The choice of who will build the Air Force’s Long-Range Strike Bomber will be made based on the quality of the proposals, not any industrial base considerations, Pentagon acquisition, technology, and logistics chief Frank Kendall said March 12. Speaking with reporters after a Bloomberg defense symposium, Kendall said the LRS-B will be selected “on the merits [of the proposal]. By the rules of the source selection … set by the contracting officer.” Responding to recent speculative articles suggesting that either Boeing or Northrop Grumman might exit the combat aircraft business if either loses the LRS-B, Kendall said, “It’s sort of an industry decision” but “I don’t see a major impetus for that, coming out of source selection.” Kendall said ATL continues to use guidelines on industrial base considerations set by Defense Secretary Ash Carter “when he was in my job.” Namely, “we’re comfortable with where we are in the top tier, we want the marketplace to work below that … We’ll look at individual mergers on a case-by-case basis.” Kendall added, “We’d like to have more” prime contractors, but acknowledged, “We have to provide the business for them.”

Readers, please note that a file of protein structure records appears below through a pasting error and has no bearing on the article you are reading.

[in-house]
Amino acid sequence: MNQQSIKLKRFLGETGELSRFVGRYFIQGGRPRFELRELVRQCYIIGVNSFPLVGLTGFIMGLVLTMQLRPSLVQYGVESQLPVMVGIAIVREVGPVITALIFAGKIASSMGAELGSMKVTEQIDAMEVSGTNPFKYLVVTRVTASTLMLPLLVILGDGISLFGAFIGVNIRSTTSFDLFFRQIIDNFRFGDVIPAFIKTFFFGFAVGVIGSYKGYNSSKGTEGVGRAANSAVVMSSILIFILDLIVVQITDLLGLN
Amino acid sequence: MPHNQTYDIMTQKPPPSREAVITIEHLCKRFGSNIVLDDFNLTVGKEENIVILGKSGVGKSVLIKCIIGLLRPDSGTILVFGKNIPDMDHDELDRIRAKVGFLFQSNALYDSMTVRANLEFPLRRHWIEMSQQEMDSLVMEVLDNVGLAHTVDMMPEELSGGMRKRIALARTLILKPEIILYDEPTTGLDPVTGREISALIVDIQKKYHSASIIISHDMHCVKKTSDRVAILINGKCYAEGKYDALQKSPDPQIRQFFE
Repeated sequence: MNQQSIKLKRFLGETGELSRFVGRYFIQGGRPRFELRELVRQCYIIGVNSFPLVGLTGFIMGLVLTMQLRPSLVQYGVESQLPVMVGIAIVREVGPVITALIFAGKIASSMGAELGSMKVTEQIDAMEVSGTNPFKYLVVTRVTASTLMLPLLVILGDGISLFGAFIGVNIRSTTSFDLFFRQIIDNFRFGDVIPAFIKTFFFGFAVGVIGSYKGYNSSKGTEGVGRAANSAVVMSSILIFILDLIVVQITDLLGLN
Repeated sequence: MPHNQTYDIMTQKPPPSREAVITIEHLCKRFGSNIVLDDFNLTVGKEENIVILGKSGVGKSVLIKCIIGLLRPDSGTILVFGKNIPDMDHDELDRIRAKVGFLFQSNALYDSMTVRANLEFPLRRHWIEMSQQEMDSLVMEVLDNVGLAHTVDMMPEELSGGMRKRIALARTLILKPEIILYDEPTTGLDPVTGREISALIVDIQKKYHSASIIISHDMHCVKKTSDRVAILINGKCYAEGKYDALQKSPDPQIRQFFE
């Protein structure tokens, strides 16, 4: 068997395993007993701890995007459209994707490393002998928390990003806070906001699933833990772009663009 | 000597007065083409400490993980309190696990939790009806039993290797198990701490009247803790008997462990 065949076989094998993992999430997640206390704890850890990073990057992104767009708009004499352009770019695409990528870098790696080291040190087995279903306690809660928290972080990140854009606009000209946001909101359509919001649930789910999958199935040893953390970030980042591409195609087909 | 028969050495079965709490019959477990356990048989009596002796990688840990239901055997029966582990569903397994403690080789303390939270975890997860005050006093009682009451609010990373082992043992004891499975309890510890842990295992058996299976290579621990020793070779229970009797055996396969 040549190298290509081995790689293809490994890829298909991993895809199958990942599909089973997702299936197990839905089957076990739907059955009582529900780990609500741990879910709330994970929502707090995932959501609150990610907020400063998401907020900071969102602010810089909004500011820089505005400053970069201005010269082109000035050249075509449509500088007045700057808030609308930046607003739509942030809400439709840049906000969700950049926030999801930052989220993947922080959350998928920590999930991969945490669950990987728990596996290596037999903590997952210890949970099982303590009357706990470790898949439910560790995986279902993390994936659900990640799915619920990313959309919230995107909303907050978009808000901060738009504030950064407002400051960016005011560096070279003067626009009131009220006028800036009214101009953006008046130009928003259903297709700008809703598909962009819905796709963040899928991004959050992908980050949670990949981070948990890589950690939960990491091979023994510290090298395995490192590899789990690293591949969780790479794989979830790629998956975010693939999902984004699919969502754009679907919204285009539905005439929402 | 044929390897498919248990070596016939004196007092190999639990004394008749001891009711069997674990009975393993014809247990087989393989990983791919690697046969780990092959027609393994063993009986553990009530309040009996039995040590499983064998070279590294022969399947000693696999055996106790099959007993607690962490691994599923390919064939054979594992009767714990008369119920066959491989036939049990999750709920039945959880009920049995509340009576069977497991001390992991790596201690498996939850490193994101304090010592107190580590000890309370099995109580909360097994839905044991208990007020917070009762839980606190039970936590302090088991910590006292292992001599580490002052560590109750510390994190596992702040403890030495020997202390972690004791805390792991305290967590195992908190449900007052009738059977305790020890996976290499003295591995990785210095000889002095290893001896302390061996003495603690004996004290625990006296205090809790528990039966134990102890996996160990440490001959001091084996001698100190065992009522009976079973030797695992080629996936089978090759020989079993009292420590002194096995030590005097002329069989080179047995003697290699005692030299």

After a long period in which munitions were almost an afterthought and sacrificed to pay for other priorities, the Air Force needs to focus on them in order to have the right “package” of capabilities for future conflicts, Chief of Staff Gen. Charles Q. Brown Jr. said June 7.